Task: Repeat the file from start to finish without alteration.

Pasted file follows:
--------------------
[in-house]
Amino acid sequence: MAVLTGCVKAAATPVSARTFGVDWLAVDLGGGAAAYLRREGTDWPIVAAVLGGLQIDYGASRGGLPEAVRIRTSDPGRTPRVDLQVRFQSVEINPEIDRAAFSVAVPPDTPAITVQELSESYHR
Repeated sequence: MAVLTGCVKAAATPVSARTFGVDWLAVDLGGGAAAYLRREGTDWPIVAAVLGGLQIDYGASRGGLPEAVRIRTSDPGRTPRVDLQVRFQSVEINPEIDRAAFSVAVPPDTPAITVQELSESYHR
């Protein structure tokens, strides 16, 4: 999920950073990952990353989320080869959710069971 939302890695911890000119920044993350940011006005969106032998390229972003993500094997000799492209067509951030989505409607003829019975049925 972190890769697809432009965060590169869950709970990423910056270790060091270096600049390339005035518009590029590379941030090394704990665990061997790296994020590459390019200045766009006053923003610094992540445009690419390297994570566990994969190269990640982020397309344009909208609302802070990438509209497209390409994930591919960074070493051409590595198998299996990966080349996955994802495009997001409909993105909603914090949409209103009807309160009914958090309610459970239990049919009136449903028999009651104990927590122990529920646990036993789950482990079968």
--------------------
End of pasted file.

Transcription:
[in-house]
Amino acid sequence: MAVLTGCVKAAATPVSARTFGVDWLAVDLGGGAAAYLRREGTDWPIVAAVLGGLQIDYGASRGGLPEAVRIRTSDPGRTPRVDLQVRFQSVEINPEIDRAAFSVAVPPDTPAITVQELSESYHR
Repeated sequence: MAVLTGCVKAAATPVSARTFGVDWLAVDLGGGAAAYLRREGTDWPIVAAVLGGLQIDYGASRGGLPEAVRIRTSDPGRTPRVDLQVRFQSVEINPEIDRAAFSVAVPPDTPAITVQELSESYHR
């Protein structure tokens, strides 16, 4: 999920950073990952990353989320080869959710069971 939302890695911890000119920044993350940011006005969106032998390229972003993500094997000799492209067509951030989505409607003829019975049925 972190890769697809432009965060590169869950709970990423910056270790060091270096600049390339005035518009590029590379941030090394704990665990061997790296994020590459390019200045766009006053923003610094992540445009690419390297994570566990994969190269990640982020397309344009909208609302802070990438509209497209390409994930591919960074070493051409590595198998299996990966080349996955994802495009997001409909993105909603914090949409209103009807309160009914958090309610459970239990049919009136449903028999009651104990927590122990529920646990036993789950482990079968």